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Simply Nothing - Click to view!Those who are forgiven much really do love much. Shawn McDonald would say he's had a lot to be forgiven for. Being actively involved with the drug lifestyle didn't remove the emptiness, so he turned his life over to Christ and the drugs over to the toilet. The very next day, after cleaning house, the cops raided his apartment, hunting for a ticket to jail. McDonald soon began writing music to reflect his change of heart, playing in various Seattle coffee houses, and it earned attention from both secular and Christian music labels. Sparrow Records ended up snagging the folk/pop performer. It's quite a rags-to-riches tale for a man who once could hardly perform before crowds without physically shaking in fear. What keeps him going is a deep fervor to perform music that glorifies his Savior.

Being true to his musical sensibility, Simply Nothing creates a soothing atmosphere reminiscent of good coffee and stimulating conversation. The music consists of acoustic guitar, sparse BGVs, some percussion, and limited programming. Each song remains musically meager, but I see this as a strength rather than a weakness. The perfect example of this is found in "Take This Life." A piano intro bleeds into classical guitar and a simple shaker. Another illustration is "Beautiful," consisting of acoustic guitar and violins. Each track displays how good a song can sound without being overproduced and instrument-busy.

"Here I Am" and "Yahweh" sound like they were recorded from a college small group meeting; they hold an intimate worship feel that is only magnified by the lack of instruments. I do wish that violins weren't used in "Here I Am." I wonder how "pure" it would be to have McDonald's vocals and guitar as the song's core; there's so much raw energy in his voice and guitar. When one isn't appreciating the arrangements, the vocal work keeps one attached to the tunes.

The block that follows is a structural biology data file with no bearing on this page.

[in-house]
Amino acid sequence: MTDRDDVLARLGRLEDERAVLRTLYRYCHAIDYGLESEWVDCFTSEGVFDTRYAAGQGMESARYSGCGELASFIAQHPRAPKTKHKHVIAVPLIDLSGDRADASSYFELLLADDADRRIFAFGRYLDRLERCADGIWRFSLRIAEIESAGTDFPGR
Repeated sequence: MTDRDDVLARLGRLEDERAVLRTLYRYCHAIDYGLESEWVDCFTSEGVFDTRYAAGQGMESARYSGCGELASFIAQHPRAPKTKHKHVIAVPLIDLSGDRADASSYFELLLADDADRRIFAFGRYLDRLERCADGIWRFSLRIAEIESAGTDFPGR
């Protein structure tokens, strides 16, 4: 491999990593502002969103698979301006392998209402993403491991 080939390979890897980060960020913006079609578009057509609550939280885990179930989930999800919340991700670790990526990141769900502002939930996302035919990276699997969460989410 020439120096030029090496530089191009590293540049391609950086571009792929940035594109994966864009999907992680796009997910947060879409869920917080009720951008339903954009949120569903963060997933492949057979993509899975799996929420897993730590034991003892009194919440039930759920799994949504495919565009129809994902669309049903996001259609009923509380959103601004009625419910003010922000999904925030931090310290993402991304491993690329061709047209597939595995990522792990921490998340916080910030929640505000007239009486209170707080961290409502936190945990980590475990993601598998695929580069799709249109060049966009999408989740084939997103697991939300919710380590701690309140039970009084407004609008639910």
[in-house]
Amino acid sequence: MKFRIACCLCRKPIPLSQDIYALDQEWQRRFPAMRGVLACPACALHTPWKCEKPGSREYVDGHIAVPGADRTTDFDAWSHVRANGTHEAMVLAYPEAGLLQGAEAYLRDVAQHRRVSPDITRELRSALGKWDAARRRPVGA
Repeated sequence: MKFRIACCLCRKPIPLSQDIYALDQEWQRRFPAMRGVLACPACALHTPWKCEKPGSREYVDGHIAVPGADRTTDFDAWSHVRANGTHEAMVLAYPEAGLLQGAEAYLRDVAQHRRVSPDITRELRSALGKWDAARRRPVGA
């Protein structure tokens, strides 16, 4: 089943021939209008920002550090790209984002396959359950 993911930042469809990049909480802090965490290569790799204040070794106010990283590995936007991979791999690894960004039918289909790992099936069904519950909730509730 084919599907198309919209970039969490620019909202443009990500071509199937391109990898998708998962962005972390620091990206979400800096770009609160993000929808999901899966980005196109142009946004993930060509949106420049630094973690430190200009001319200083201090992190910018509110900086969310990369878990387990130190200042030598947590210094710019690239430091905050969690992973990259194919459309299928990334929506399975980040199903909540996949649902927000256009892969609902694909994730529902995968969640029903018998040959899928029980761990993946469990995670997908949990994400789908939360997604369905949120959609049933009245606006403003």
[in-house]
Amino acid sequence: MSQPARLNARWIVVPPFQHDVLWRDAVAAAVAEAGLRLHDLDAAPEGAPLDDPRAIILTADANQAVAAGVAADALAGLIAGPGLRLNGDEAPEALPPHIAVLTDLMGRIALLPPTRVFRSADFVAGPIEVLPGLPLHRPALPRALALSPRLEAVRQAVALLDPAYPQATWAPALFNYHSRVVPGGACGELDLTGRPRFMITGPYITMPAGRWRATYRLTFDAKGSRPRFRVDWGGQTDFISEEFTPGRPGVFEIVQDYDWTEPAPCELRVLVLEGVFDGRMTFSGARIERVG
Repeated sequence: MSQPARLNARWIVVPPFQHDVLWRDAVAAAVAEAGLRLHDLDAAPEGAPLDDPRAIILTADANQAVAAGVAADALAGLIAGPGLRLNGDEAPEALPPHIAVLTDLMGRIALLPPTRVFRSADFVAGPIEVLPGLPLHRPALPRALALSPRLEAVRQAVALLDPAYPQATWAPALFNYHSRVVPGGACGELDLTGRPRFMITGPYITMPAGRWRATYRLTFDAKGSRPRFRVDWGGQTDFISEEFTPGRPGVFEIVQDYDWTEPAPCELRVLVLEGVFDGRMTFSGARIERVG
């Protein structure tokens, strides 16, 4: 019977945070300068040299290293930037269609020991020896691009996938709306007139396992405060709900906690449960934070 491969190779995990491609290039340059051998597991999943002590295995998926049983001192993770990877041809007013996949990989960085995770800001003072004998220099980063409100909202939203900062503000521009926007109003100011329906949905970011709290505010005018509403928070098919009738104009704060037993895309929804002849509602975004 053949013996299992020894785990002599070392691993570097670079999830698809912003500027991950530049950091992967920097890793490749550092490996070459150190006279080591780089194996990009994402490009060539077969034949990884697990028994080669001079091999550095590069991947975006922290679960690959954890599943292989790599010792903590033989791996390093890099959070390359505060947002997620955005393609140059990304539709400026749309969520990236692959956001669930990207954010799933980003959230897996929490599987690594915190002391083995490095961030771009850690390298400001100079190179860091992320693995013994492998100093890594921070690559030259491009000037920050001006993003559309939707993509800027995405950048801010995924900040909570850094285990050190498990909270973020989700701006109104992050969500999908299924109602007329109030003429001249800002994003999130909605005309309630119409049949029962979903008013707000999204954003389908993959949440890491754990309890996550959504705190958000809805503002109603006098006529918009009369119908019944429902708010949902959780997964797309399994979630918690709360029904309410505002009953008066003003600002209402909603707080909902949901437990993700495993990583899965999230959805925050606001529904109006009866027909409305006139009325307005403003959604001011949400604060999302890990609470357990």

While instrumentation may be minimalist in nature, the elaborate rhythms used throughout the CD keeps me listening. McDonald's single "Gravity" hooked me. A catchy, almost urban guitar beat got my feet tapping immediately. McDonald rap-sings his was into a chorus of intricate guitar, drum and bass work. The vocals fit perfectly in zealous and metrical expression, and the lyrical content is catchy enough to compete with any pop song: "This world keeps making me cry / But I'm going to try, going to try to fly, going to fly high / Don't want to give into the sin, want to stay in You 'til the end / Don't want to lose my sight of You / Don't want to lose my sight." If singles are marketed to get people to buy the project, "Gravity" works extremely well.

Perhaps due to the nature of his conversion, Simply Nothing distinctly focuses on Christ. Each song is either directed toward Him or toward the audience, describing His character: "Well, stop looking, 'cause He's right in front of your eyes / 'Cause He will never give up on you today" ("Don't Walk Away"). Shawn McDonald knows first-hand the loyalty of God. His simple expression of gratitude rings true in an industry that often lacks similar passion.
- Hollie Stewart
May 2005

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